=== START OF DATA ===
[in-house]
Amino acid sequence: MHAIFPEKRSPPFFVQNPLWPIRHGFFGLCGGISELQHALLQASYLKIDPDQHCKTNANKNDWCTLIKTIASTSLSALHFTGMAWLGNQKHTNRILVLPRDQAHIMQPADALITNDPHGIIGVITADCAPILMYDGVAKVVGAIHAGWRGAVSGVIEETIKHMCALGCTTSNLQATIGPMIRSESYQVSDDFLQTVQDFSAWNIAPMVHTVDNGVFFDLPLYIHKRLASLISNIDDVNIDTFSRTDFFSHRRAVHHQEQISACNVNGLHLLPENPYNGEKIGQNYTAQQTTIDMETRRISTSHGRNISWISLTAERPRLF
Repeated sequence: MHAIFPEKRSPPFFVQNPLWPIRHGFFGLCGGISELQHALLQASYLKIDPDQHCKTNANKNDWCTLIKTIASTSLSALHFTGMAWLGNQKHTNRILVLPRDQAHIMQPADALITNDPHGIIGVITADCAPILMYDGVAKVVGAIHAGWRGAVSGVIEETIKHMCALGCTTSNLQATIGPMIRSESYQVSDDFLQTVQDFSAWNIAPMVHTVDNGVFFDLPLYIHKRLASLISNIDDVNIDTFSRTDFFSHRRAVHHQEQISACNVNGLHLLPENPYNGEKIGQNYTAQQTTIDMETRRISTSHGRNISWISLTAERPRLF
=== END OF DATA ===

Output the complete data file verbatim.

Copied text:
[in-house]
Amino acid sequence: MHAIFPEKRSPPFFVQNPLWPIRHGFFGLCGGISELQHALLQASYLKIDPDQHCKTNANKNDWCTLIKTIASTSLSALHFTGMAWLGNQKHTNRILVLPRDQAHIMQPADALITNDPHGIIGVITADCAPILMYDGVAKVVGAIHAGWRGAVSGVIEETIKHMCALGCTTSNLQATIGPMIRSESYQVSDDFLQTVQDFSAWNIAPMVHTVDNGVFFDLPLYIHKRLASLISNIDDVNIDTFSRTDFFSHRRAVHHQEQISACNVNGLHLLPENPYNGEKIGQNYTAQQTTIDMETRRISTSHGRNISWISLTAERPRLF
Repeated sequence: MHAIFPEKRSPPFFVQNPLWPIRHGFFGLCGGISELQHALLQASYLKIDPDQHCKTNANKNDWCTLIKTIASTSLSALHFTGMAWLGNQKHTNRILVLPRDQAHIMQPADALITNDPHGIIGVITADCAPILMYDGVAKVVGAIHAGWRGAVSGVIEETIKHMCALGCTTSNLQATIGPMIRSESYQVSDDFLQTVQDFSAWNIAPMVHTVDNGVFFDLPLYIHKRLASLISNIDDVNIDTFSRTDFFSHRRAVHHQEQISACNVNGLHLLPENPYNGEKIGQNYTAQQTTIDMETRRISTSHGRNISWISLTAERPRLF